Abdominal Aortic Aneurysm (AAA) Screening
An abdominal aortic aneurysm (AAA) is a balloon-like bulge in a large blood vessel coming from your heart (aorta). Most people with AAAs have no symptoms, but AAAs can burst with no warning. Those at highest risk are men over 65 who have ever smoked (at least 100 cigarettes) or have a first-degree relative (parent, sibling or child) with a history of an AAA. If you are at risk, talk to your provider about a one-time screening ultrasound for AAA.
Depression can have a big impact on a person’s quality of life and make it difficult to manage routine daily tasks as well as other health concerns. However, effective treatments for depression do exist. Medications (antidepressants), psychotherapy, relaxation techniques and exercise are some of the methods of alleviating depression. If you have been diagnosed with depression, it’s important to followup with your provider regularly. Your provider will determine if your treatment is effective and make adjustments if needed.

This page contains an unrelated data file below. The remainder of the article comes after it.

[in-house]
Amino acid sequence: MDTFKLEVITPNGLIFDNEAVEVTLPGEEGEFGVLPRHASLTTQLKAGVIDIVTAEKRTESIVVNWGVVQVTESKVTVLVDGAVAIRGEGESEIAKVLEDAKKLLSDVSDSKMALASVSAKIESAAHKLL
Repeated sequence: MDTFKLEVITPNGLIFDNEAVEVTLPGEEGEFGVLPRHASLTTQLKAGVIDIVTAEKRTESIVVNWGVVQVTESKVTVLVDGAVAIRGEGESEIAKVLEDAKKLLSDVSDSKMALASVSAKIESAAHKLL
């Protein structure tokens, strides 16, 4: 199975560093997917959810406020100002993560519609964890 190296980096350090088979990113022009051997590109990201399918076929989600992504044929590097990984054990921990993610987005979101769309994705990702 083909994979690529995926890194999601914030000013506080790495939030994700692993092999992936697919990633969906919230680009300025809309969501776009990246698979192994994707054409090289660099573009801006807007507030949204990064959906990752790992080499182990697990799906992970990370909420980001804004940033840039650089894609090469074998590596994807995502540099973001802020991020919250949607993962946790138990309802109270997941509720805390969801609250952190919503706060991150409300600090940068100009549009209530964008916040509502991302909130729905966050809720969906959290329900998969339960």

Adults Need Vaccines Too
You never outgrow the need for vaccines. Adults need vaccines to stay healthy—just like kids do. When you get vaccinated, you’re protecting both yourself and your family. All adults need the tetanus (Td or Tdap) vaccine and an annual influenza (flu) vaccine. Other vaccines you may need as an adult are determined by factors such as age and current health conditions. For adult vaccine schedules and more information, visit adultvaccination.org. Talk to your healthcare provider about which vaccines are right for you.